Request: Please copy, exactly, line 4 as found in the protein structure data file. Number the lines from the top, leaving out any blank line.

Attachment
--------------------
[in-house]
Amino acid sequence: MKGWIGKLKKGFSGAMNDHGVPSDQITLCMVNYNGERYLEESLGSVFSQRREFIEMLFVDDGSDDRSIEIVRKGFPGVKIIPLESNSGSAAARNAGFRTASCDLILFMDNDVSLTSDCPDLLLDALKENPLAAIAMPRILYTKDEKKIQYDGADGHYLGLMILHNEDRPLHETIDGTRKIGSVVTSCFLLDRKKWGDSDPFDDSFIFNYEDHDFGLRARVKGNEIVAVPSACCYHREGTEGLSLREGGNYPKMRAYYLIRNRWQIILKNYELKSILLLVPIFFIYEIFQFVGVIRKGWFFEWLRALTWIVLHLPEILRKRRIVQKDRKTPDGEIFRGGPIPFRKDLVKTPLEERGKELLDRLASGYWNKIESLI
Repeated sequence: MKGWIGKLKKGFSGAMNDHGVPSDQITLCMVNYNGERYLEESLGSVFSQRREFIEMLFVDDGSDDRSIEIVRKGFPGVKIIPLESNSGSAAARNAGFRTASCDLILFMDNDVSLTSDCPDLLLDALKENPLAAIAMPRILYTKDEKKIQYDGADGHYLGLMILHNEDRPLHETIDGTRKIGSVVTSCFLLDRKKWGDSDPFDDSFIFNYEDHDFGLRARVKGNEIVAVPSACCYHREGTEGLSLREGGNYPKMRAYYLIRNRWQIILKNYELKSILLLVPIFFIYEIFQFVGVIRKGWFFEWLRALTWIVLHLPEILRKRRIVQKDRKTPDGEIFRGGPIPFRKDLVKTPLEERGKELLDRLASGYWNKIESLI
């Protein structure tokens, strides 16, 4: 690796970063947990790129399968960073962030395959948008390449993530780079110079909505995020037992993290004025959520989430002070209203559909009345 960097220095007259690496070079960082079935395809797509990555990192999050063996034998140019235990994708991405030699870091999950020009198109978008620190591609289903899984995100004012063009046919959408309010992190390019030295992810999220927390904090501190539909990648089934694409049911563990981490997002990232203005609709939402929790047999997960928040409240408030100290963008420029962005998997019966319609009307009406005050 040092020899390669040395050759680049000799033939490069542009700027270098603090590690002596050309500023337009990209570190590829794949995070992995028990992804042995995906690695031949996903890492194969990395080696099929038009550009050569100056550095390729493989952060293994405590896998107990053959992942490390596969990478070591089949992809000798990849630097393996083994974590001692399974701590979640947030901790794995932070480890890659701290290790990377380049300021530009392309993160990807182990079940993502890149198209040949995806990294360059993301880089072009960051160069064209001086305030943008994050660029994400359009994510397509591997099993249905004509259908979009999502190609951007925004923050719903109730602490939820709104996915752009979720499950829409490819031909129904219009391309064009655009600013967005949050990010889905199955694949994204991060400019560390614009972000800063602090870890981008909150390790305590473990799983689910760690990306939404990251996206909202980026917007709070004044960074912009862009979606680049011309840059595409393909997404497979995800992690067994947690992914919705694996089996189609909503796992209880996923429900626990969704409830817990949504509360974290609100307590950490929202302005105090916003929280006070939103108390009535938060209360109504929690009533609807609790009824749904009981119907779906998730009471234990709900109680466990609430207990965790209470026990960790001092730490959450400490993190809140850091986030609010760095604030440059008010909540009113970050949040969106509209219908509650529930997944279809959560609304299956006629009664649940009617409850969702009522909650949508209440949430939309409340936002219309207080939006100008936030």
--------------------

């Protein structure tokens, strides 16, 4: 690796970063947990790129399968960073962030395959948008390449993530780079110079909505995020037992993290004025959520989430002070209203559909009345 960097220095007259690496070079960082079935395809797509990555990192999050063996034998140019235990994708991405030699870091999950020009198109978008620190591609289903899984995100004012063009046919959408309010992190390019030295992810999220927390904090501190539909990648089934694409049911563990981490997002990232203005609709939402929790047999997960928040409240408030100290963008420029962005998997019966319609009307009406005050 040092020899390669040395050759680049000799033939490069542009700027270098603090590690002596050309500023337009990209570190590829794949995070992995028990992804042995995906690695031949996903890492194969990395080696099929038009550009050569100056550095390729493989952060293994405590896998107990053959992942490390596969990478070591089949992809000798990849630097393996083994974590001692399974701590979640947030901790794995932070480890890659701290290790990377380049300021530009392309993160990807182990079940993502890149198209040949995806990294360059993301880089072009960051160069064209001086305030943008994050660029994400359009994510397509591997099993249905004509259908979009999502190609951007925004923050719903109730602490939820709104996915752009979720499950829409490819031909129904219009391309064009655009600013967005949050990010889905199955694949994204991060400019560390614009972000800063602090870890981008909150390790305590473990799983689910760690990306939404990251996206909202980026917007709070004044960074912009862009979606680049011309840059595409393909997404497979995800992690067994947690992914919705694996089996189609909503796992209880996923429900626990969704409830817990949504509360974290609100307590950490929202302005105090916003929280006070939103108390009535938060209360109504929690009533609807609790009824749904009981119907779906998730009471234990709900109680466990609430207990965790209470026990960790001092730490959450400490993190809140850091986030609010760095604030440059008010909540009113970050949040969106509209219908509650529930997944279809959560609304299956006629009664649940009617409850969702009522909650949508209440949430939309409340936002219309207080939006100008936030």